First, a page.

1971 Chevrolet El Camino SS - Suitcase Job

Mike Saiki & Pat McNeil Build One For The Street

Ro McGonegal Jun 10, 2010 0 Comment(s)
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These cats are no strangers. We've displayed their race cars before-functional, fast, eye-catching examples of the ideal. They did up this particular '71 Elco as an SS lookalike and they did it on the cheap. They are connected car-builders and know where all the good stuff is and how to get it.

1008chp_01_o 1971_chevrolet_el_camino_ss Rear 2/7

Mike: "First plan was to build the El Camino as a shop truck [for Mike and Pat's Motivational Engineering in Carson, California], and maybe later flip it and make some money. A couple of weeks into the project Pat decided he wanted the El Camino for a driver." Between the two of them, they had enough parts to turn it into a respectable car in appearance and style as well as performance, at once, something that vibe both hemispheres of the brain with equal resonance.

Pat kicked in the 350 engine, the radiator, and the 12-bolt; Mike anted up the transmission, suspension, and the SS dashboard conversion. Then the familiar refrain "somewhere along the line, things got carried away." They ended up with a complete Edelbrock suspension; disc brakes; all-new interior; gas tank; moldings; taillights; SS stripes; wiring harnesses; alarm; power door locks; air conditioning; and larger, wider rollers all around.

They admit that the conversion cost an estimated $20-large, partly because they got real lucky and found a roller that already had outstanding refinishing and paint. All it needed were some guts that worked constant and some loving care for the rest of it. They cleaned and painted the engine bay and installed the new suspension and front disc brakes. The drivetrain was pieced out to well-known vendors who already contribute to their race car addiction.

Remember now, this isn't any kind of Pro Touring, Pro-Parking Lot, or drag race suppliant, it's a street-only, layin'-back, driver without pretense (save for its blaring red blazer), meant only as a conveyance from point A to B, and with the occasional crankshaft or cylinder block rocking in the bed behind Pat's head.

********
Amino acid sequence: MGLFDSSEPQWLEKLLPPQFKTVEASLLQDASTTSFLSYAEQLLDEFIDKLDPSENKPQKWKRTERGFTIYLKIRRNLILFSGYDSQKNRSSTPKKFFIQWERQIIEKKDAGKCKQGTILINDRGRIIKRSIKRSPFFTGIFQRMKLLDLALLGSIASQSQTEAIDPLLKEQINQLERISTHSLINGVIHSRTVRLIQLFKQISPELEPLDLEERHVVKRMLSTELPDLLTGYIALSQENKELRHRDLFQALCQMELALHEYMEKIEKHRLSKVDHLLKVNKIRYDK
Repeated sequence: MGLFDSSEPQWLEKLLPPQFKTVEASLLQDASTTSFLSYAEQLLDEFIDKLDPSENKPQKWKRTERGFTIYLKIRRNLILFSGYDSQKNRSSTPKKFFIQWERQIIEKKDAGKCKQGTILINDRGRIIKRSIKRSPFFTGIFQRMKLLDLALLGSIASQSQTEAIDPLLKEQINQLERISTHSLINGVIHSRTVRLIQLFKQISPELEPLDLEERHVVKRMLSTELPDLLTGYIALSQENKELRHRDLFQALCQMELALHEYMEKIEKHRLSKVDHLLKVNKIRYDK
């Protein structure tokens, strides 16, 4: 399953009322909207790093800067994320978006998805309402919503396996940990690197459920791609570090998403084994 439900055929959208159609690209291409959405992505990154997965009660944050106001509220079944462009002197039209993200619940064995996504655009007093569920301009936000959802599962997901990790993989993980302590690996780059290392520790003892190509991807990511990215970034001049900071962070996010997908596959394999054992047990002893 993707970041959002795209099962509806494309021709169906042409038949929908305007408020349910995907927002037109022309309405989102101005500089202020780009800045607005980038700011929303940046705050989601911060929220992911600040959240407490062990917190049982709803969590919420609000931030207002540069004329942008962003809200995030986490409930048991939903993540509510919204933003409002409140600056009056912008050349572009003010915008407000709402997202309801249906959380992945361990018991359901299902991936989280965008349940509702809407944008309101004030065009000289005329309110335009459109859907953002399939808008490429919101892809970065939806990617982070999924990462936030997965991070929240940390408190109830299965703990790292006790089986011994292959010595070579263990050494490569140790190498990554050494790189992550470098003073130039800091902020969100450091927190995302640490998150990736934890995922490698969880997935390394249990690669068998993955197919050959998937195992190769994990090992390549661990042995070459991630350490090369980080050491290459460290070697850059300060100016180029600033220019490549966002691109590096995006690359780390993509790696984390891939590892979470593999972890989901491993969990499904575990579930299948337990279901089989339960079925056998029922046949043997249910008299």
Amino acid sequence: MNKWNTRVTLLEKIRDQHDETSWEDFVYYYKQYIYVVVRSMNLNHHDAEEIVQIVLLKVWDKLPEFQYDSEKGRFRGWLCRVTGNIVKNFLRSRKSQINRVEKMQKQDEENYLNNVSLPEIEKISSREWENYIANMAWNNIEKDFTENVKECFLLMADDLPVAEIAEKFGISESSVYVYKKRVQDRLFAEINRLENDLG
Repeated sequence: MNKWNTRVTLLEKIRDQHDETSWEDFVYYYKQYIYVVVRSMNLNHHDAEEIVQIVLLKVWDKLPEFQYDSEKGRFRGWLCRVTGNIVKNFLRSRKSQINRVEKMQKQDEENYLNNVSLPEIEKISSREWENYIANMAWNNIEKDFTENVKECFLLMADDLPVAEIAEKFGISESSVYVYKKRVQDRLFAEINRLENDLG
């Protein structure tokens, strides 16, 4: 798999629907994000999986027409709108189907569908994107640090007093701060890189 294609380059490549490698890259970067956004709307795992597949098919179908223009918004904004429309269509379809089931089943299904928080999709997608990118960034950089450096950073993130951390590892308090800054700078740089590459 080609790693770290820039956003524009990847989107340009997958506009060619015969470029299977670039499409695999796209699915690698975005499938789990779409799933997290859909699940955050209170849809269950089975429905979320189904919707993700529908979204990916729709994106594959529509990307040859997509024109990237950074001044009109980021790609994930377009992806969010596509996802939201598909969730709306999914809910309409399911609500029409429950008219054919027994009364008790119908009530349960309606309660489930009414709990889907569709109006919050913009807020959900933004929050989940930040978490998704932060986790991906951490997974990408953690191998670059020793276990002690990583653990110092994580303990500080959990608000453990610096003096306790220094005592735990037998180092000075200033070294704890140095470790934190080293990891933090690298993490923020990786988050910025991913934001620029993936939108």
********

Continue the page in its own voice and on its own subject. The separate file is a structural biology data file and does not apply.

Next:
Forever the racers, Pat and Mike could not refuse the allure of forged internal engine parts. Though Motivational does its racing with nitrous oxide, Pat refrained from pairing it or any other popular power-adder with the El Camino's 355. Its atmospheric engine puts out as much grunt and horsepower as an air-only big-block crate so they didn't see the need for redundancy or the unneeded fuel attrition, and they did it at a bargain-basement price. Though an all-aluminum LS would have been in keeping with the current trend, it would have increased the budget for no real cause.

Since funds were far from unlimited, they made the only feasible choice: mostly go and very little show. These guys weren't interested in changing the direction of the earth's orbit. No. They just wanted to have a little fun and make some noise while they did it. They used a lot of stuff that could just as easily have been factory parts, so in a sense, the build was still a budget-oriented deal. There was no waste. They made the most of what they had.

And you know that California cars have always been known for incorporating a specific trend or "look" before the rest of the hot rodding world has recognized or implemented it. Though that trend is slowly bleeding out (mostly because of the direct connection, vastness, and immediacy of the Internet), look what a simple thing McNeil has done to boost his Elco. If that torch red under stripes weren't enough, it clicks down the avenue twirling monstrous chunks of polished aluminum. See this car one time and you're not likely to forget it-and everything it implies.

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